Every Body is part of My Summer of Summer Movies, in which I am attempting to see and review every movie that opens (in Chicago) between Memorial Day and Labor Day, 2023. Read all about this ill-advised plan here.
Every Body, the new documentary from Julie Cohen (RBG), opens with a montage of "gender-reveal" videos, those elaborate stunts in which people discover or announce the expected gender of their impending child through explosions of pink or blue smoke. Couples detonate various things, shoot various things, and, in at least one instance, ride a rampaging bull to unleash puffs of color-coded expectation and predetermination.
(That these stunts are so often violent seems odd—unless we're willing to think about the role strict binary gender expectations play in our society. Then it starts to make more sense.)
I don't know if gender-reveal parties are a uniquely American form of collective cultural madness. (I suspect they are, but attempting to Google it just led to countless "101 Fun Ideas for Your Gender Reveal Party" articles, which depressed me.) But certainly our society—like every society where power differentials exist, which is pretty much all of them—is obsessed with, and heavily invested in, the binary concept of gender. It's the first box, the first descriptive, the first either/or designation that begins to shape a person's identity and destiny before they're anything more than a distant dream. When someone announces they're pregnant—or even thinking about getting pregnant—the process of boxing the child into a place and role begins. What are you having? Do you know what you're having? Are you going to find out what you're having? What do you want to have?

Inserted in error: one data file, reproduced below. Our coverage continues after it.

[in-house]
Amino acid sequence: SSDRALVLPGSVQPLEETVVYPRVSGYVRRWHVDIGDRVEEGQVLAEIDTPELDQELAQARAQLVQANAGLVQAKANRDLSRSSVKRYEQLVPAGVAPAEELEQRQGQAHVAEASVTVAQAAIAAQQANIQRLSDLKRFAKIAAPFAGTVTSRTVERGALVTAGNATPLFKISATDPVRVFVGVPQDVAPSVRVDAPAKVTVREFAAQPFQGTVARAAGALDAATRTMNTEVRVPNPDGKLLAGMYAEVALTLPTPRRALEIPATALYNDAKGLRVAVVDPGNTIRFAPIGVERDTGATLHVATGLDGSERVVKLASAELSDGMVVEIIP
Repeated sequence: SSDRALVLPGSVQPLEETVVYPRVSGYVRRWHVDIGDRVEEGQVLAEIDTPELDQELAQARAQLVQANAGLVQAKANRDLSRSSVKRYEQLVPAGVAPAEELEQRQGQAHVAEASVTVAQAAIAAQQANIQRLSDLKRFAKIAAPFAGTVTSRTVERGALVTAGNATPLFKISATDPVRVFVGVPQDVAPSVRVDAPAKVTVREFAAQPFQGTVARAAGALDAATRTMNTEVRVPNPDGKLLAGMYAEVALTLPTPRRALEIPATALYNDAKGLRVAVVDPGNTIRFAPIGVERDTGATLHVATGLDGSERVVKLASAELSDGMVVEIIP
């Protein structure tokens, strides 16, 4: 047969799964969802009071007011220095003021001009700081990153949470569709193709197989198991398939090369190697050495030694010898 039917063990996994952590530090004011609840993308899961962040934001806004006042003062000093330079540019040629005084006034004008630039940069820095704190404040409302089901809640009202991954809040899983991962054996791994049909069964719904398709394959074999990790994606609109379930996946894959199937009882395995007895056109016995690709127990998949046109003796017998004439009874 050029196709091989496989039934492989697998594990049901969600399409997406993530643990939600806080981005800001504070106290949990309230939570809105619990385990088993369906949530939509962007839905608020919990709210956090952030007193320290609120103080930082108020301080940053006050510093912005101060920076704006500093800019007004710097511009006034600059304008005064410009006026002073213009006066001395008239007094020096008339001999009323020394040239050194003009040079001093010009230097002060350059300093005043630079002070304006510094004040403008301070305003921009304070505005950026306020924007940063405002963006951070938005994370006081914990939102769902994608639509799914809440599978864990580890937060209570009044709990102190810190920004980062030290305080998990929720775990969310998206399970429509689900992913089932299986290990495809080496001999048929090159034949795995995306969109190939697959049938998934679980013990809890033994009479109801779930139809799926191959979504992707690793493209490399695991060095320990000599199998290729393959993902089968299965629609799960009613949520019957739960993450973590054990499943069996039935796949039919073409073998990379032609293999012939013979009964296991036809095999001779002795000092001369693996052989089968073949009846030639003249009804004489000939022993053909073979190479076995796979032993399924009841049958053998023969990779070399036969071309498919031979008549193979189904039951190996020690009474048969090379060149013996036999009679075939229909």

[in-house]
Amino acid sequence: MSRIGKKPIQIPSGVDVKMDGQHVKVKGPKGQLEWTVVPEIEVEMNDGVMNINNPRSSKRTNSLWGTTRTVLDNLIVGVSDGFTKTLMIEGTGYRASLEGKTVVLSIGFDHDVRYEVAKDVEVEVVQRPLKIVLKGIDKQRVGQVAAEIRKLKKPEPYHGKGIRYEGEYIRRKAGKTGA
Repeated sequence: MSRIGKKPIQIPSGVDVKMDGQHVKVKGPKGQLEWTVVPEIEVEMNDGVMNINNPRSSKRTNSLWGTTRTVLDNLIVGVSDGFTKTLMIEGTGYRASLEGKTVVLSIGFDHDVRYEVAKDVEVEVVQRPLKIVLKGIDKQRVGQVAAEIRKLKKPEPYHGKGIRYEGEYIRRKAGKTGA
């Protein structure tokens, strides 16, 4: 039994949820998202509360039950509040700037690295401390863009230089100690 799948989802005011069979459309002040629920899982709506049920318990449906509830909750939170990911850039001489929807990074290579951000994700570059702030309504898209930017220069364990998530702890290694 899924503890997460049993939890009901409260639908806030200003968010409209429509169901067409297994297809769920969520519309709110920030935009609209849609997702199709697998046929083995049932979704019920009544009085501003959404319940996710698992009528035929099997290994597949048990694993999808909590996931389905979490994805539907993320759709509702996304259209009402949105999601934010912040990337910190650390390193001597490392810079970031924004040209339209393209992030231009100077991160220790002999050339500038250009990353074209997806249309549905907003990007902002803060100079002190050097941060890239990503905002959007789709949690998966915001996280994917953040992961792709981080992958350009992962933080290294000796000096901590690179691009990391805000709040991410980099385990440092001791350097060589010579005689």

And certainly, if it hasn't happened before, the question is asked, and the answer is sought, the moment a person enters the world and begins breathing air instead of fluid. Is it a boy or a girl? And even in our slowly enlightening age, it is still the rare doctor or parent who will provide the only sensible answer: Maybe, but there are other options, too. Let's just wait a few years and ask them.
Every Body is focused on the subject of intersex: an umbrella term for those born with a wide range of natural variations (anatomical, biological, hormonal, chromosomal) that do not fit typical binary notions of gender identity. It is a topic grossly under-discussed, and a population—1.7 percent of all people, according to the documentary—grossly underrepresented.
Through this insightful, informative exploration—allowing three intersex Americans to tell their own stories—the film also speaks to our larger moment of reckoning with gender identity and bodily autonomy, at a time when there is organized conservative push-back to hard-fought progress. And it is to the film's credit that though it discusses serious problems and exposes real horrors, it is the rare "issue film" that is genuinely joyous and celebratory, and treats its courageous participants as empowered subjects, not victimized objects.
Every Body features three individuals, whose stories are both all very different and infuriatingly the same. Sean Saifa Wall is a Black intersex and transgender activist, a public health researcher, and co-founder of the Intersex Justice Project. Some of the most poignant scenes in the film are of Saifa going through his medical records, where the gender on his birth certificate was initially marked as "ambiguous," but later scratched out and changed to "female." (Similarly, what was originally described as a "small phallus" was later edited to be called a "large clitoris.") The medical community had decided he was female, and set about to mutilate his body to confirm that determination, subjecting him to a gonadectomy when he was 13. "When they removed my testicles they changed the course of my life," Saifa says. "I did not consent to that."